Thanks for this perfect illustration of the point Diana!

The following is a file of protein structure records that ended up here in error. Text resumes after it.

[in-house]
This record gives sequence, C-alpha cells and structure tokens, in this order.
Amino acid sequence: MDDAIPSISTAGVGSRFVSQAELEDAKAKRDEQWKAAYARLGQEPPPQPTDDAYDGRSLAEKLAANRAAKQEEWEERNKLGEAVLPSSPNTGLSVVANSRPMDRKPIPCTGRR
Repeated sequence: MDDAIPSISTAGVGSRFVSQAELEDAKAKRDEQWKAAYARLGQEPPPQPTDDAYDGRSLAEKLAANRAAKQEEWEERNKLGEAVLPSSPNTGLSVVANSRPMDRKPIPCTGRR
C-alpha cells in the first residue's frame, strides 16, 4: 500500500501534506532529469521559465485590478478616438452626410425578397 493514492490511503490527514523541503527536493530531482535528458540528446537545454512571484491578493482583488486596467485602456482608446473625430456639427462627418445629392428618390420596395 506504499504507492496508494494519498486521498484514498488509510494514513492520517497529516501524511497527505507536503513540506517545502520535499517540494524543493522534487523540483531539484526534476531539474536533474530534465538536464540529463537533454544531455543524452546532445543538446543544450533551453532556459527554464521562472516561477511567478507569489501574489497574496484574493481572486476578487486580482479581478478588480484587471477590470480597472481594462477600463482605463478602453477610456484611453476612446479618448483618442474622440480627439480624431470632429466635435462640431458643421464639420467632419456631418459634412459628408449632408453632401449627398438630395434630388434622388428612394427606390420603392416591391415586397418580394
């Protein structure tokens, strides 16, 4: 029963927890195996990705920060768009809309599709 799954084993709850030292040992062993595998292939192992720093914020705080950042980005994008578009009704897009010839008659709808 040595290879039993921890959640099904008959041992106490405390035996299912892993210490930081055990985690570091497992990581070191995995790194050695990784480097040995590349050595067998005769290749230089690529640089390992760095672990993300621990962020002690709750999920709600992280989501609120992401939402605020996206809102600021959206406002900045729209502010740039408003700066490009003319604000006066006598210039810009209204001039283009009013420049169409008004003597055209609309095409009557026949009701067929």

It was the same in the 60’s when I went to school at McGee in Kerrisdale. Some students lived in apartments, others (whose grades saw them kicked out of private schools) lived in mansions. Corvettes were the common birthday gift of the day. Guess which students applied themselves and made something of their lives and which ones stuffed their trust funds up their noses. Difference back then is school afforded all of them an equal opportunity to succeed. The school library was a fantastic resource and it was open before, during and after school. You could have eaten off the floors as the custodians were there all day, well respected by students and staff alike. There was a full time nurse on staff and a health room. Immunizations were done at school. School councillors were readily available to assist with course selection as well as any issues that may come up in one’s life. There was no such thing as portables. And it didn’t matter what school you visited in whatever area the assists, the equipment in labs and gyms; the level of cleanliness; the field and playgrounds were all of a set standard. There was absolutely no fund raising done by either parents or students. Field trips cost nothing and the well staffed and equipped cafeteria served hot meals five days a week. The only difference between what was available to the haves va the have nots were the keys to a shiny new vehicle and that had nothing to do with school funding or the lack thereof. New schools were built as neighbourhoods expanded and that was the case well into the 90’s. Portables were a temporary measure as new schools were being built. From 2000 on until my youngest graduated in 2008 I saw a steady and ever escalating erosion of much of what had taken decades to put in place. When I attended school in Prince George there was even an outdoor skating rink each winter that was created and maintained by our school custodians. Students, regardless of their social standing wanted for nothing while at school. The only thing my parents were out of pocket for was the cost of material for sewing class. As a parent, my out of pocket expenses increased over the years my children were in school that by the time my youngest graduated I was putting more money out for her than all three children combined in earlier years. And accessing a school counselling near the end of that run, the waiting areas were standing room only for parents and children. It was heartbreaking!